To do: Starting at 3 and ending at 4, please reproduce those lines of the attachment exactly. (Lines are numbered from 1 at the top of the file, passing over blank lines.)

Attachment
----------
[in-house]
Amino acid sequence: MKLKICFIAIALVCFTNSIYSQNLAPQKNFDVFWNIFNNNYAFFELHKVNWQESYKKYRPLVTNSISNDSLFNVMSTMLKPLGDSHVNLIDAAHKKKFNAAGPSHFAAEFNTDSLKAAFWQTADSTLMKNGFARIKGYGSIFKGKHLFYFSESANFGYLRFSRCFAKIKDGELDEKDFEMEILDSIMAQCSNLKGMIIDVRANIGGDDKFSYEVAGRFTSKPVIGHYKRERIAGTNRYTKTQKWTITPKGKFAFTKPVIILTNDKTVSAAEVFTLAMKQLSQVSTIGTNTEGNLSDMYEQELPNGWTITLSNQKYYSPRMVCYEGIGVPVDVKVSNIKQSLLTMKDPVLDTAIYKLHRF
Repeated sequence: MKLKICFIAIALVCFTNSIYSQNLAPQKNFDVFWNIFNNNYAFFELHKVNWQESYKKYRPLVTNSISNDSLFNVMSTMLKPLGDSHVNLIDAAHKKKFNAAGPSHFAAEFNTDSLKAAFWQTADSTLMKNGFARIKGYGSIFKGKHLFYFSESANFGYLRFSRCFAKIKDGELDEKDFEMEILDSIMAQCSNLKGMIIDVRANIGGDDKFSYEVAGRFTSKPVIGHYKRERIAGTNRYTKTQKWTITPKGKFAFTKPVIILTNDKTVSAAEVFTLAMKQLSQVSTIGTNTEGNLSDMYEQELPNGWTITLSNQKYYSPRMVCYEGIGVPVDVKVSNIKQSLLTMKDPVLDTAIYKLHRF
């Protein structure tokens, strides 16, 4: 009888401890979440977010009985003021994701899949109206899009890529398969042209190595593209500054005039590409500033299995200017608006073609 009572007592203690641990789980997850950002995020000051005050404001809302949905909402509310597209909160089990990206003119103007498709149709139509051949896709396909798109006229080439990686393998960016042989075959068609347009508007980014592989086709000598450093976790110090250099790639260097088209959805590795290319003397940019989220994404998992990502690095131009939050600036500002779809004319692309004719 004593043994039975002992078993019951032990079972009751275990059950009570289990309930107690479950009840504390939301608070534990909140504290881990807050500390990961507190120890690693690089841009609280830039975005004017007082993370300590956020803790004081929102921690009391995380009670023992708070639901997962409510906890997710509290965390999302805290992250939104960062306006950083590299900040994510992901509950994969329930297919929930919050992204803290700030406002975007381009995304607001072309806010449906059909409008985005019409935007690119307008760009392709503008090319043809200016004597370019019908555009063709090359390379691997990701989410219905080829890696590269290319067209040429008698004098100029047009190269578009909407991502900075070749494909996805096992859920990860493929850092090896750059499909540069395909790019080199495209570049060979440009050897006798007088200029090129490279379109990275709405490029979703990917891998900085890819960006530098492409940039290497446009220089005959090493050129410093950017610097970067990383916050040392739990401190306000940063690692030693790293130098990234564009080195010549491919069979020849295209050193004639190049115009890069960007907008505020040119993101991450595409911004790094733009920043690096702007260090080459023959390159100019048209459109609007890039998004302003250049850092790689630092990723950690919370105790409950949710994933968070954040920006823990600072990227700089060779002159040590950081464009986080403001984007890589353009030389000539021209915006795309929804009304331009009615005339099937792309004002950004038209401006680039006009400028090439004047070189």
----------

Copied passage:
Repeated sequence: MKLKICFIAIALVCFTNSIYSQNLAPQKNFDVFWNIFNNNYAFFELHKVNWQESYKKYRPLVTNSISNDSLFNVMSTMLKPLGDSHVNLIDAAHKKKFNAAGPSHFAAEFNTDSLKAAFWQTADSTLMKNGFARIKGYGSIFKGKHLFYFSESANFGYLRFSRCFAKIKDGELDEKDFEMEILDSIMAQCSNLKGMIIDVRANIGGDDKFSYEVAGRFTSKPVIGHYKRERIAGTNRYTKTQKWTITPKGKFAFTKPVIILTNDKTVSAAEVFTLAMKQLSQVSTIGTNTEGNLSDMYEQELPNGWTITLSNQKYYSPRMVCYEGIGVPVDVKVSNIKQSLLTMKDPVLDTAIYKLHRF
């Protein structure tokens, strides 16, 4: 009888401890979440977010009985003021994701899949109206899009890529398969042209190595593209500054005039590409500033299995200017608006073609 009572007592203690641990789980997850950002995020000051005050404001809302949905909402509310597209909160089990990206003119103007498709149709139509051949896709396909798109006229080439990686393998960016042989075959068609347009508007980014592989086709000598450093976790110090250099790639260097088209959805590795290319003397940019989220994404998992990502690095131009939050600036500002779809004319692309004719 004593043994039975002992078993019951032990079972009751275990059950009570289990309930107690479950009840504390939301608070534990909140504290881990807050500390990961507190120890690693690089841009609280830039975005004017007082993370300590956020803790004081929102921690009391995380009670023992708070639901997962409510906890997710509290965390999302805290992250939104960062306006950083590299900040994510992901509950994969329930297919929930919050992204803290700030406002975007381009995304607001072309806010449906059909409008985005019409935007690119307008760009392709503008090319043809200016004597370019019908555009063709090359390379691997990701989410219905080829890696590269290319067209040429008698004098100029047009190269578009909407991502900075070749494909996805096992859920990860493929850092090896750059499909540069395909790019080199495209570049060979440009050897006798007088200029090129490279379109990275709405490029979703990917891998900085890819960006530098492409940039290497446009220089005959090493050129410093950017610097970067990383916050040392739990401190306000940063690692030693790293130098990234564009080195010549491919069979020849295209050193004639190049115009890069960007907008505020040119993101991450595409911004790094733009920043690096702007260090080459023959390159100019048209459109609007890039998004302003250049850092790689630092990723950690919370105790409950949710994933968070954040920006823990600072990227700089060779002159040590950081464009986080403001984007890589353009030389000539021209915006795309929804009304331009009615005339099937792309004002950004038209401006680039006009400028090439004047070189």